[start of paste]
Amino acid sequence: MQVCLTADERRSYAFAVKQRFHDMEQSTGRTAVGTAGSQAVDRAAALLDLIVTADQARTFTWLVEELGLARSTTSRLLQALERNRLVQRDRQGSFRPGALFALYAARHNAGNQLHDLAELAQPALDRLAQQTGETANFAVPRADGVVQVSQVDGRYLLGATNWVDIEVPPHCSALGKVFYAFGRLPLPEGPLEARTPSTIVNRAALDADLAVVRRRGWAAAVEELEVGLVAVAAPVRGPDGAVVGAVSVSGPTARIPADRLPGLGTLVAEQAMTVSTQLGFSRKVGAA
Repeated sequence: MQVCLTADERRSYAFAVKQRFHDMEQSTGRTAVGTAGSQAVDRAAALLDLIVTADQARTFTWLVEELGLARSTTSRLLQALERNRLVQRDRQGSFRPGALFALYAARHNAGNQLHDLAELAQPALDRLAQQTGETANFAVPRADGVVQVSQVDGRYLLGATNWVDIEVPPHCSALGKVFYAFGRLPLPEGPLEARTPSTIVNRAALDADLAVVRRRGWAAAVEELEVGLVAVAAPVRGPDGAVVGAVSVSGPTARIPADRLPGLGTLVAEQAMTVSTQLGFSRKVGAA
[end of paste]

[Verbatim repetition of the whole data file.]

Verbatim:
Amino acid sequence: MQVCLTADERRSYAFAVKQRFHDMEQSTGRTAVGTAGSQAVDRAAALLDLIVTADQARTFTWLVEELGLARSTTSRLLQALERNRLVQRDRQGSFRPGALFALYAARHNAGNQLHDLAELAQPALDRLAQQTGETANFAVPRADGVVQVSQVDGRYLLGATNWVDIEVPPHCSALGKVFYAFGRLPLPEGPLEARTPSTIVNRAALDADLAVVRRRGWAAAVEELEVGLVAVAAPVRGPDGAVVGAVSVSGPTARIPADRLPGLGTLVAEQAMTVSTQLGFSRKVGAA
Repeated sequence: MQVCLTADERRSYAFAVKQRFHDMEQSTGRTAVGTAGSQAVDRAAALLDLIVTADQARTFTWLVEELGLARSTTSRLLQALERNRLVQRDRQGSFRPGALFALYAARHNAGNQLHDLAELAQPALDRLAQQTGETANFAVPRADGVVQVSQVDGRYLLGATNWVDIEVPPHCSALGKVFYAFGRLPLPEGPLEARTPSTIVNRAALDADLAVVRRRGWAAAVEELEVGLVAVAAPVRGPDGAVVGAVSVSGPTARIPADRLPGLGTLVAEQAMTVSTQLGFSRKVGAA